India’s foreign debt at the end of March 2016 was at $485.6 billion, up by $10.6 billion from that at the end of the same month last year, the Reserve Bank of India (RBI) said on Thursday.
“India’s external debt at end-March 2016 witnessed an increase of 2.2 per cent over its level at end-March 2015, primarily on account of a rise in outstanding NRI deposits,” RBI said in a statement here.
The increase in the size of external debt was partly offset by valuation gain resulting from the appreciation of the US dollar vis-a-vis the Indian rupee and other major currencies, it added.
The debt at the end of the last financial year was up $5.4 billion from the $480.2 billion registered at end-December 2015.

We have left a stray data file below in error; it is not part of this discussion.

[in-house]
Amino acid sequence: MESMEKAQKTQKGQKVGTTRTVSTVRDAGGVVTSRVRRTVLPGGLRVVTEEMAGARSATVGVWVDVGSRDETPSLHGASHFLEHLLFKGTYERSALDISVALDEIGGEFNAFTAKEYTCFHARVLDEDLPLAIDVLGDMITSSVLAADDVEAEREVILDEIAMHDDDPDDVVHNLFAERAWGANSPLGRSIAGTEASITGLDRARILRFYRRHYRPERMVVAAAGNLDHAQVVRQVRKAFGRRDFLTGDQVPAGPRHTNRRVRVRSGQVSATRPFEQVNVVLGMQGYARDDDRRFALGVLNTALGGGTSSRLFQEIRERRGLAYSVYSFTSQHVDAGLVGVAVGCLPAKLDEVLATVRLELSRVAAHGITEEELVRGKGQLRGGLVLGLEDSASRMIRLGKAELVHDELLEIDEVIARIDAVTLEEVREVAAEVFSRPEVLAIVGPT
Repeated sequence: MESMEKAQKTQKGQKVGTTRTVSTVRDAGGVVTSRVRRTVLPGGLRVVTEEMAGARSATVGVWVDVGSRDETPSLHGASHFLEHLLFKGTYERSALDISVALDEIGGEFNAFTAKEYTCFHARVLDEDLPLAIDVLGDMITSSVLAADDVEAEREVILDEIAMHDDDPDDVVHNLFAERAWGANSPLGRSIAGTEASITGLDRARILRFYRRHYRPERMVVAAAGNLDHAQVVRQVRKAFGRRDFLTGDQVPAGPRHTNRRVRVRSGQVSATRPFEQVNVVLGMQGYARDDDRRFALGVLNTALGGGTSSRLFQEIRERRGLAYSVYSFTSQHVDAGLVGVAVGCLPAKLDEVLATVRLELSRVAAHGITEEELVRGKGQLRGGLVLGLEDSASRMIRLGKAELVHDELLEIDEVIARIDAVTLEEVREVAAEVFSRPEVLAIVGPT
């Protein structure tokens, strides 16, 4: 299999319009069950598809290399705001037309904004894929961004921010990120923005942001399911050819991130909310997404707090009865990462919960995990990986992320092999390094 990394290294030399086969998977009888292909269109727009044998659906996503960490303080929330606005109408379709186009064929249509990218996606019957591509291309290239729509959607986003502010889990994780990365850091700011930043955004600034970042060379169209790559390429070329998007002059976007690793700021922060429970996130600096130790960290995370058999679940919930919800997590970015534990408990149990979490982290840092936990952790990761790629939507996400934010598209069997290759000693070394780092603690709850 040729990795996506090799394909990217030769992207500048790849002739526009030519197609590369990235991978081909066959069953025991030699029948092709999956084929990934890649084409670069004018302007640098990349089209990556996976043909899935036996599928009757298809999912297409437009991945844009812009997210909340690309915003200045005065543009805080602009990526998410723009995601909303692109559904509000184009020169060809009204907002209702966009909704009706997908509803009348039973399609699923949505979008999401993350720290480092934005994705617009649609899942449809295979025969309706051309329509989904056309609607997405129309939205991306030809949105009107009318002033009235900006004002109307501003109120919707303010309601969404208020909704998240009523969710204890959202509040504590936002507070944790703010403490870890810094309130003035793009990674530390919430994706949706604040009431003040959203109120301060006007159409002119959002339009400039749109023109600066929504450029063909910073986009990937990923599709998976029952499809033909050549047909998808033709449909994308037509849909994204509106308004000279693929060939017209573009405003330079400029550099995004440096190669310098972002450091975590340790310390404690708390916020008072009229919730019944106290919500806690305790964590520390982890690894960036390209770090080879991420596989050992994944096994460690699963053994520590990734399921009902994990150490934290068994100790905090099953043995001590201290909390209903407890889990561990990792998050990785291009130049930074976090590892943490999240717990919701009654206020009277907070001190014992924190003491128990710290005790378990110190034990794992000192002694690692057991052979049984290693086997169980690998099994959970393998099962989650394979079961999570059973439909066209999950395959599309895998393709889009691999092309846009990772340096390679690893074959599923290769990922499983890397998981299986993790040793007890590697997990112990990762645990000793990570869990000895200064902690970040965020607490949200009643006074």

RBI placed the valuation gain, due to appreciation of the US dollar at $5.9 billion.
“Excluding the valuation effect, the increase in external debt would have been higher by $16.4 billion at end-March 2016 over the level at end-March 2015,” RBI said.
The share of residual maturity short-term debt at end-March 2016 constituted about 42.6 per cent of the country’s total external debt, compared with 38.2 percent at end-March 2015, and stood at 57.4 per cent of the total forex reserves, it added.
“US dollar denominated debt continued to be the largest component of India’s external debt with a share of 57.1 per cent at end-March 2016, followed by Indian rupee (28.9 per cent), SDR (5.8 per cent), Japanese Yen (4.4 per cent) and Euro (2.5 per cent),” the statement said.